Iraqi Prime Minister Nouri al-Maliki underlined Baghdad’s determination to end the presence of the terrorist Mojahedin-e Khalq Organization (MKO) on his country soil.
In the article "building a stable Iraq" published by US daily Washington Post, Nouri al-Maliki pointed to the presence of thousands of MKO terrorists in the main training camp in the country’s Diyala province, and said, "The residents of Camp Ashraf (the Camp of New Iraq) have caused a great deal of controversy here (Iraq) and in the United States. I would like to see this complex issue resolved peacefully and with the help of the United Nations."
"The camp’s residents are classified as a terrorist organization by many countries and thus have no legal basis to remain in Iraq," Maliki added.
He reiterated the terrorist nature of the group, and added, "No country would accept the presence of foreign insurgents on its soil, but we will work hard to find a peaceful solution that upholds the international values of human rights."
The MKO, whose main stronghold is in Iraq, is blacklisted by much of the international community, including the United States.
The MKO is behind a slew of assassinations and bombings inside Iran, a number of EU parliamentarians said in a recent letter in which they slammed a British court decision to remove the MKO from the British terror list. The EU officials also added that the group has no public support within Iran because of their role in helping Saddam Hussein in the Iraqi imposed war on Iran (1980-1988).
The group started assassination of the citizens and officials after the revolution in a bid to take control of the newly established Islamic Republic. It killed several of Iran’s new leaders in the early years after the revolution, including the then President, Mohammad Ali Rajayee, Prime Minister, Mohammad Javad Bahonar and the Judiciary Chief, Mohammad Hossein Beheshti who were killed in bomb attacks by MKO members in 1981.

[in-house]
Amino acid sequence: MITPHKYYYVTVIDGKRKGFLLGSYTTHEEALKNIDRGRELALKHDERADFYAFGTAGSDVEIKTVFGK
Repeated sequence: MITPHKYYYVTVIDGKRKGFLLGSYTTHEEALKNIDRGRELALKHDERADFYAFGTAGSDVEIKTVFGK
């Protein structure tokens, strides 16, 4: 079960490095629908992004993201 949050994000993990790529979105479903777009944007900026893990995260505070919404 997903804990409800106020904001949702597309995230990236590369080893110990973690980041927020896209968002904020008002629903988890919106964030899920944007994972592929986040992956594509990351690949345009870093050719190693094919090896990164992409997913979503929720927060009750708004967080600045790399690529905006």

The group fled to Iraq in 1986, where it was protected by Saddam Hussein and where it helped the Iraqi dictator suppress Shiite and Kurd uprisings in the country.
The terrorist group joined Saddam’s army during the Iraqi imposed war on Iran (1980-1988) and helped Saddam and killed thousands of Iranian civilians and soldiers during the US-backed Iraqi imposed war on Iran.
Since the 2003 US invasion of Iraq, the group, which now adheres to a pro-free-market philosophy, has been strongly backed by neo-conservatives in the United States, who also argue for the MKO to be taken off the US terror list.
Since the beginning of this year, the Baghdad government has repeatedly assured Iranian officials and people that it is determined to expel the MKO from Iraq by the end of 2011.